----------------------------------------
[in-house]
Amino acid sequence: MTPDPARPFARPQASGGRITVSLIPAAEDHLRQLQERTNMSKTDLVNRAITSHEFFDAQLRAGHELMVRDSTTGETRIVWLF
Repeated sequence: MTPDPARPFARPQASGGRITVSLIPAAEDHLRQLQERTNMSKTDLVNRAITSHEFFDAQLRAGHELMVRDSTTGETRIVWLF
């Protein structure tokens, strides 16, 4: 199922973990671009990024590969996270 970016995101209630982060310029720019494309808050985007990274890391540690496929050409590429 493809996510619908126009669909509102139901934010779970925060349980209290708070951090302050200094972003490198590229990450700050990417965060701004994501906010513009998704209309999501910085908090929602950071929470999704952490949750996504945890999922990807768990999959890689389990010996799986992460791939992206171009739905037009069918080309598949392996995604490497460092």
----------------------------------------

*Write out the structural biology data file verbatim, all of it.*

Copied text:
[in-house]
Amino acid sequence: MTPDPARPFARPQASGGRITVSLIPAAEDHLRQLQERTNMSKTDLVNRAITSHEFFDAQLRAGHELMVRDSTTGETRIVWLF
Repeated sequence: MTPDPARPFARPQASGGRITVSLIPAAEDHLRQLQERTNMSKTDLVNRAITSHEFFDAQLRAGHELMVRDSTTGETRIVWLF
């Protein structure tokens, strides 16, 4: 199922973990671009990024590969996270 970016995101209630982060310029720019494309808050985007990274890391540690496929050409590429 493809996510619908126009669909509102139901934010779970925060349980209290708070951090302050200094972003490198590229990450700050990417965060701004994501906010513009998704209309999501910085908090929602950071929470999704952490949750996504945890999922990807768990999959890689389990010996799986992460791939992206171009739905037009069918080309598949392996995604490497460092």